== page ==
Weren't Lenin and the other Soviet leaders dictators?
Whether or not they were dictators is a separate question and one that does not necessarily relate to what they should or would wear.
Why did Joseph Stalin, Nikita Khrushchev and Leonid Brezhnev wear military uniforms when Lenin and the later Soviet leaders did not?
All three had specific reasons for appearing in military uniforms if and when they did (keep in mind that they did not regularly or always wear them). Stalin utilized the victory in the Great Patriotic War to establish his demi-God status throughout the Soviet Union and portray his actions in the 1930s as necessary for the war's outcome. He used the war as a tool and himself, or rather the idea of 'Stalin', as the ultimate genius behind the victory over Nazi Germany.
Khrushchev allied himself with the likes of Zhukov when he was attempting to take over after Stalin. It was under Khrushchev that the first military memoirs about the war were published (Stalin refused to allow much to be written about the war for fear of anyone asking the wrong questions). Khrushchev was a commissar but never really held any position of importance.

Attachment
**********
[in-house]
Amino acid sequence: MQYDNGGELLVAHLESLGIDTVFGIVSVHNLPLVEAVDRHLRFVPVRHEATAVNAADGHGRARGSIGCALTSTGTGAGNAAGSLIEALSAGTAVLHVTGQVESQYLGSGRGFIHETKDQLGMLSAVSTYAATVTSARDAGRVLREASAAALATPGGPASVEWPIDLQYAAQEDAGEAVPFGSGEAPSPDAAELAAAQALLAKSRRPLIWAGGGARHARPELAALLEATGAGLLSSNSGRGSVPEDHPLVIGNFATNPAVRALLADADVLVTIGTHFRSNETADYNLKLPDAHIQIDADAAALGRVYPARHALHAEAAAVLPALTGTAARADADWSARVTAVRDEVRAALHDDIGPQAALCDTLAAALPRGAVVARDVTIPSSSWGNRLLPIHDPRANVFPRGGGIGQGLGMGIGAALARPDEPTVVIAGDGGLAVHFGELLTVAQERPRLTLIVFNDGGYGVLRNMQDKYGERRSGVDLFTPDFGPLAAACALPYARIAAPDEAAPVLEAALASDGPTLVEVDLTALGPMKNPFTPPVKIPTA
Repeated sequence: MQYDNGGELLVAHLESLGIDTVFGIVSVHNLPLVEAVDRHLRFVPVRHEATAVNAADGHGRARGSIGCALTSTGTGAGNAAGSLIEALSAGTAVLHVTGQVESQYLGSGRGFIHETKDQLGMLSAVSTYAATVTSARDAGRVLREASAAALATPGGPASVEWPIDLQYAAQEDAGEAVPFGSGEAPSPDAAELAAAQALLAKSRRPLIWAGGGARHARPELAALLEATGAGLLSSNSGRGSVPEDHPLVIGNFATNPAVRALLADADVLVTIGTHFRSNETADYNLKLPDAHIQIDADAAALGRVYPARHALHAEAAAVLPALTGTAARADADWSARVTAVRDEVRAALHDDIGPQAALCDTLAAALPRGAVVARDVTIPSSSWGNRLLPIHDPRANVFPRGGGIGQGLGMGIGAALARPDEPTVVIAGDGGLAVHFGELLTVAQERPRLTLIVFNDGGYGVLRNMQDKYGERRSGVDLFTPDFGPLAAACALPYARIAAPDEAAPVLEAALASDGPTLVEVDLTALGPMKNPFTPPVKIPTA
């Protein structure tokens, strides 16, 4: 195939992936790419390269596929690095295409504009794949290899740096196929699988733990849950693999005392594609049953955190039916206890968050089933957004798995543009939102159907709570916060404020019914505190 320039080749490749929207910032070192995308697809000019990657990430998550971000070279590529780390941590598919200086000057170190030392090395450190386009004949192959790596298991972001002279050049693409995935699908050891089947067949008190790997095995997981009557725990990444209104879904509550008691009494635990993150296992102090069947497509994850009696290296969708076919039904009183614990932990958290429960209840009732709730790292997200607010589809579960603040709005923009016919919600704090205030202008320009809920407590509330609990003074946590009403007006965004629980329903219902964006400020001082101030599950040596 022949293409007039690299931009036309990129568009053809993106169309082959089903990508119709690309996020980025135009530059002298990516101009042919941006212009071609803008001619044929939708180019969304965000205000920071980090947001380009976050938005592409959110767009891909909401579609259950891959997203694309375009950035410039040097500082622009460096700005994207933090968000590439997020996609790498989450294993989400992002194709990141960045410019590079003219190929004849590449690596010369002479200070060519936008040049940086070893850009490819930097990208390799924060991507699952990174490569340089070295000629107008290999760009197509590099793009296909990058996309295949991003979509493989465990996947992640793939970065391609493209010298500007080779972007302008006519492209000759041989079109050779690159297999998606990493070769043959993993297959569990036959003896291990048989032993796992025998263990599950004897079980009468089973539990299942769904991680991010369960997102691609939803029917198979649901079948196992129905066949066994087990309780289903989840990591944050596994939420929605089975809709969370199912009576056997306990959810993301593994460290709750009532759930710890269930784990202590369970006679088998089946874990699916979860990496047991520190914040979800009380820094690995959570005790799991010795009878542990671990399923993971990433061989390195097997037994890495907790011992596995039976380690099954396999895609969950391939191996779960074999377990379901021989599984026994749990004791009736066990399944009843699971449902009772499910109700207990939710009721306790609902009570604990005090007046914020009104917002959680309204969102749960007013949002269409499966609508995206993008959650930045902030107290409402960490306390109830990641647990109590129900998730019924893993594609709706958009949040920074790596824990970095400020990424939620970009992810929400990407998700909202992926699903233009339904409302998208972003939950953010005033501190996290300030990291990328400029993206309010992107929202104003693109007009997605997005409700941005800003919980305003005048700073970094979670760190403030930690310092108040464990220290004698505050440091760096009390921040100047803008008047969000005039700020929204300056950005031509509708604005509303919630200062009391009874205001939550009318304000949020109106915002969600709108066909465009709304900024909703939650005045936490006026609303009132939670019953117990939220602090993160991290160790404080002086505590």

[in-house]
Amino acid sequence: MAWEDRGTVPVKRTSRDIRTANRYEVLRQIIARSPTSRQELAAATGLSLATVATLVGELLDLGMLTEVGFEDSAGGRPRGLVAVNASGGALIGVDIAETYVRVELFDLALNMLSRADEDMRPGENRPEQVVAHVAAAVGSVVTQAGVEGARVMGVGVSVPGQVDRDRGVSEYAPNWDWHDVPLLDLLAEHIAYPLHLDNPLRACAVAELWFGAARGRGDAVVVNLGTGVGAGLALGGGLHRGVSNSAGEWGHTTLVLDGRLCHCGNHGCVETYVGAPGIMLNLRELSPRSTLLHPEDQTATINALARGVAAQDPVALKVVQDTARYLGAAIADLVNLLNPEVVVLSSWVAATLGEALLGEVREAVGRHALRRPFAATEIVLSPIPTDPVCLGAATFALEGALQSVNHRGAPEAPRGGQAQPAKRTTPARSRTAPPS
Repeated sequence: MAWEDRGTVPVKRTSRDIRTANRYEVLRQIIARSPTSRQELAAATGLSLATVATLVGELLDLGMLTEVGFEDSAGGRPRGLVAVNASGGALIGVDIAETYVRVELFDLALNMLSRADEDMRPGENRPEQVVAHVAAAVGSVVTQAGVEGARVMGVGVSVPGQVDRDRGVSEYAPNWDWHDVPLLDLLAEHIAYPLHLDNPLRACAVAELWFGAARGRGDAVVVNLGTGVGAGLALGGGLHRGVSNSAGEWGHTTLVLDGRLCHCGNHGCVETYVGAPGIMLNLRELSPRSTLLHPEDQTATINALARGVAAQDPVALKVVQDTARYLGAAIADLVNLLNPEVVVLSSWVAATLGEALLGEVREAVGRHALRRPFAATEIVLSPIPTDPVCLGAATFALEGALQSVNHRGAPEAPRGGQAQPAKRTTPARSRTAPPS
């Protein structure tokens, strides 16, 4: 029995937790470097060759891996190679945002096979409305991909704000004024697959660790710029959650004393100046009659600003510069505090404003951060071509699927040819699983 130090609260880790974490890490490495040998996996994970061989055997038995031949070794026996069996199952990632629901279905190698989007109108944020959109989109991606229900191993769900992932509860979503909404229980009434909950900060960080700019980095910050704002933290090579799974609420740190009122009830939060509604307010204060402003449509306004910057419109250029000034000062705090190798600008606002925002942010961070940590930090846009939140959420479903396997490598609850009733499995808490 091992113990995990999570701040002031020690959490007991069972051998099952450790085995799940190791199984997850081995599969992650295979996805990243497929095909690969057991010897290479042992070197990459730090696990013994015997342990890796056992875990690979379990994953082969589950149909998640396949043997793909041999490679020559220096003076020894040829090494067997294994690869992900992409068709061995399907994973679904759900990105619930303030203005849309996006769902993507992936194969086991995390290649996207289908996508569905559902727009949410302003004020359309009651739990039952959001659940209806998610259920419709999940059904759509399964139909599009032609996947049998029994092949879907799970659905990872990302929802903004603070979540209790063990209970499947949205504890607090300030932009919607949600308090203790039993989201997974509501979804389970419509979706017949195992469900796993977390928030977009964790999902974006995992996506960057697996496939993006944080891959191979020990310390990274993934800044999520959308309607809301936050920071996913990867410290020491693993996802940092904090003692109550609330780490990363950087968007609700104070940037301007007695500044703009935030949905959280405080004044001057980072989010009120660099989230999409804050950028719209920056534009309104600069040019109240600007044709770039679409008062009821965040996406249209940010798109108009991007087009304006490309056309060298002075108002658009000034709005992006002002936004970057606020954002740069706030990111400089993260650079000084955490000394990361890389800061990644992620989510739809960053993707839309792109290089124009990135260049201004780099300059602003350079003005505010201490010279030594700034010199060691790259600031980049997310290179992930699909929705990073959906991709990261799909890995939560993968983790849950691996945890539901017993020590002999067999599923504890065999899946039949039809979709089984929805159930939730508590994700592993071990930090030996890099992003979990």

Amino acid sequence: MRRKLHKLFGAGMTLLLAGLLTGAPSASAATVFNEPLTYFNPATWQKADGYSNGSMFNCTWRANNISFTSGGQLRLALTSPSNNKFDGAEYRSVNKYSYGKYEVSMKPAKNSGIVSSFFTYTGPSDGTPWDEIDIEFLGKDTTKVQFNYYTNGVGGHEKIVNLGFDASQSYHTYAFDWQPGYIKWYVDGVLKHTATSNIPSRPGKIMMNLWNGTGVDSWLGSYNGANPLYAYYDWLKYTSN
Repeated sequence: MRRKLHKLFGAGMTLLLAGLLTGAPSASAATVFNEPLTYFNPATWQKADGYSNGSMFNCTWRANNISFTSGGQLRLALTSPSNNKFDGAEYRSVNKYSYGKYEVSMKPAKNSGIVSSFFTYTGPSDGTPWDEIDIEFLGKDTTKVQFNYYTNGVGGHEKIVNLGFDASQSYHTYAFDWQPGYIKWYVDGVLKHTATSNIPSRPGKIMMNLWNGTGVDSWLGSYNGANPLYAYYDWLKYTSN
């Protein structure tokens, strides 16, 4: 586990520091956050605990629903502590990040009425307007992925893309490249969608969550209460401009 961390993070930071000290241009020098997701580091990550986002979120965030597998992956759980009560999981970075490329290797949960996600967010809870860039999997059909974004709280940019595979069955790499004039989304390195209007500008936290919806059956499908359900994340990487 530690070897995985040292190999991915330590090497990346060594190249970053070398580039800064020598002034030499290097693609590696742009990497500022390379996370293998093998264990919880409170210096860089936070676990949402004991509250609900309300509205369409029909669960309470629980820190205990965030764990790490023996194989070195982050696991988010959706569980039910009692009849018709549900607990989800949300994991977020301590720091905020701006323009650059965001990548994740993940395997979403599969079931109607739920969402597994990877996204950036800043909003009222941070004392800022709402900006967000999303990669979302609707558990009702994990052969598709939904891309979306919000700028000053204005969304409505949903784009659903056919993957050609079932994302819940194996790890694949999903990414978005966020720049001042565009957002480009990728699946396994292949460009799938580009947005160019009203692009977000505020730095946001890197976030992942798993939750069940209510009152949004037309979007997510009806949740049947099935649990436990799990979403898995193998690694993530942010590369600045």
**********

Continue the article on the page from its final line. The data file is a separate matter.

Finally, Brezhnev jumped on the 'War Cult' bandwagon because he tried to use the war to excuse previous failures and attempted to utilize the deeds of that generation to inspire the current and future generation(s) by having veterans visit schools to talk with students, by making May 9 a national holiday (it took 20 years for that to happen), etc. He was also a commissar during the war, lower ranking than Khrushchev, and his claim to fame was 'Malaia Zemlia'. This was an operation in the latter part of the war where a diversionary operation was so successful that the main operation was called off and all the forces earmarked for the main offensive were instead switched over to Malaia Zemlia (it was an attempt to liberate Novorossiisk in 1943). Brezhnev never played an important role, but if you look at the literature from the time period, he was apparently pretty damn important. And in that picture, you can see that he was only one of 4 people in the entire Soviet Union to receive the coveted 'Hero of the Soviet Union' Gold Star three times (the other three were Zhukov and two of the highest scoring aces in the Soviet Air Force).